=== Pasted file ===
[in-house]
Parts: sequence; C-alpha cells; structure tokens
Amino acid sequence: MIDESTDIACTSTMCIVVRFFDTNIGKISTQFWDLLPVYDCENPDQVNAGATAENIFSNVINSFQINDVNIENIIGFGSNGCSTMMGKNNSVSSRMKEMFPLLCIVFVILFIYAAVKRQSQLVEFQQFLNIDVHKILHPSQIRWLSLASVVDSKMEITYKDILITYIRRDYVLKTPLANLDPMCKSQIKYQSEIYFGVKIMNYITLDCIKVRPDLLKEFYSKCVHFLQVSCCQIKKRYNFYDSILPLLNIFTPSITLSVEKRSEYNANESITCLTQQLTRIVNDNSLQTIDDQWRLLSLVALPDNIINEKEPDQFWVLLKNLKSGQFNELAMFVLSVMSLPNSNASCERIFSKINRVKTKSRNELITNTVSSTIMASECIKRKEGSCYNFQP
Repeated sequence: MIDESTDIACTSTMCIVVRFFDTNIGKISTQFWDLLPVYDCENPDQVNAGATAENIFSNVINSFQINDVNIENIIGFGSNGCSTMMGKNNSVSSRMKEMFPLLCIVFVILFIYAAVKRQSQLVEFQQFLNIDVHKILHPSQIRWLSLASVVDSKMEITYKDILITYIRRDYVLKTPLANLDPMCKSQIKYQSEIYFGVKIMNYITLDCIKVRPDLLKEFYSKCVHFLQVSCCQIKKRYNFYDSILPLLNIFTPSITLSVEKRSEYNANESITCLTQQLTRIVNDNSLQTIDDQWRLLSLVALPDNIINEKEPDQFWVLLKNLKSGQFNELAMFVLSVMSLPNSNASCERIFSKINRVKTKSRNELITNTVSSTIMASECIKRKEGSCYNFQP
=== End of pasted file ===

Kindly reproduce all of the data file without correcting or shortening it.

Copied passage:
[in-house]
Parts: sequence; C-alpha cells; structure tokens
Amino acid sequence: MIDESTDIACTSTMCIVVRFFDTNIGKISTQFWDLLPVYDCENPDQVNAGATAENIFSNVINSFQINDVNIENIIGFGSNGCSTMMGKNNSVSSRMKEMFPLLCIVFVILFIYAAVKRQSQLVEFQQFLNIDVHKILHPSQIRWLSLASVVDSKMEITYKDILITYIRRDYVLKTPLANLDPMCKSQIKYQSEIYFGVKIMNYITLDCIKVRPDLLKEFYSKCVHFLQVSCCQIKKRYNFYDSILPLLNIFTPSITLSVEKRSEYNANESITCLTQQLTRIVNDNSLQTIDDQWRLLSLVALPDNIINEKEPDQFWVLLKNLKSGQFNELAMFVLSVMSLPNSNASCERIFSKINRVKTKSRNELITNTVSSTIMASECIKRKEGSCYNFQP
Repeated sequence: MIDESTDIACTSTMCIVVRFFDTNIGKISTQFWDLLPVYDCENPDQVNAGATAENIFSNVINSFQINDVNIENIIGFGSNGCSTMMGKNNSVSSRMKEMFPLLCIVFVILFIYAAVKRQSQLVEFQQFLNIDVHKILHPSQIRWLSLASVVDSKMEITYKDILITYIRRDYVLKTPLANLDPMCKSQIKYQSEIYFGVKIMNYITLDCIKVRPDLLKEFYSKCVHFLQVSCCQIKKRYNFYDSILPLLNIFTPSITLSVEKRSEYNANESITCLTQQLTRIVNDNSLQTIDDQWRLLSLVALPDNIINEKEPDQFWVLLKNLKSGQFNELAMFVLSVMSLPNSNASCERIFSKINRVKTKSRNELITNTVSSTIMASECIKRKEGSCYNFQP